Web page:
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A Journey to a New Land

Woolly Mammoth
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Dr. Erle Nelson

Department of Archaeology, Simon Fraser University

Calibrating Radiocarbon Dates

Radiocarbon dating does not measure time in real years; it measures time in a scale we call radiocarbon years. That needs to be really kept in mind at all times - that we are not measuring real time when we measure radiocarbon dates. We’re getting a false scale in that sense. What is amazing, actually, is that the radiocarbon scale works as well as it does for most of the time that we know. It’s not very far off in comparison to real years. But it’s sufficiently far off in a number of circumstances that it causes real troubles in archaeological interpretation.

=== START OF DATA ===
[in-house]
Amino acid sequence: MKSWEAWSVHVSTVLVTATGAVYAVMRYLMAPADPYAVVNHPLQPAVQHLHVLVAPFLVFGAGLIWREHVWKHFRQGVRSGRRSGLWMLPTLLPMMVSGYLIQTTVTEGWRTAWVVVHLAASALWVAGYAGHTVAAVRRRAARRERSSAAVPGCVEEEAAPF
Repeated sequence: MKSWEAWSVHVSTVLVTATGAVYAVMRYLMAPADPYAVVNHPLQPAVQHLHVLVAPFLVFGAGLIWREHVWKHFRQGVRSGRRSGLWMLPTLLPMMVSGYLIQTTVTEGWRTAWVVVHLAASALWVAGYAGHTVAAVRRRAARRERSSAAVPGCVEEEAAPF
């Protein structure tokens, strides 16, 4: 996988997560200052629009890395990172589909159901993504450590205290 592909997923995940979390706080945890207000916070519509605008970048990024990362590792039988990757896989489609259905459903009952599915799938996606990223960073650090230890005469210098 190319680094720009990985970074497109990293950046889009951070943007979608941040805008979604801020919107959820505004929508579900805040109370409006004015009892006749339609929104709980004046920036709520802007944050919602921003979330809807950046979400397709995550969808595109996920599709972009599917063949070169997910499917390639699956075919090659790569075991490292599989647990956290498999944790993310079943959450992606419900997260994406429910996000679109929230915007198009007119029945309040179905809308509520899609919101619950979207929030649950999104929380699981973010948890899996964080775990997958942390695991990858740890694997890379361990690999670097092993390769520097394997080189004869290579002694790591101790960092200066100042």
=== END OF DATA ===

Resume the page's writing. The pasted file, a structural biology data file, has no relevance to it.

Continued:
One of the major achievements has been to work out a mechanism by which we can calibrate, or correlate, the radiocarbon time scale together with the calendar years that we are so used to using. That’s been done by radiocarbon dating a very large number of known-age tree rings. That work has taken place on the west coast of North America in Seattle, and in Belfast, Ireland and places like that. From that work we have a global calibration by which we can take a known radiocarbon age and then calibrate it to get from that a real calendrical age.

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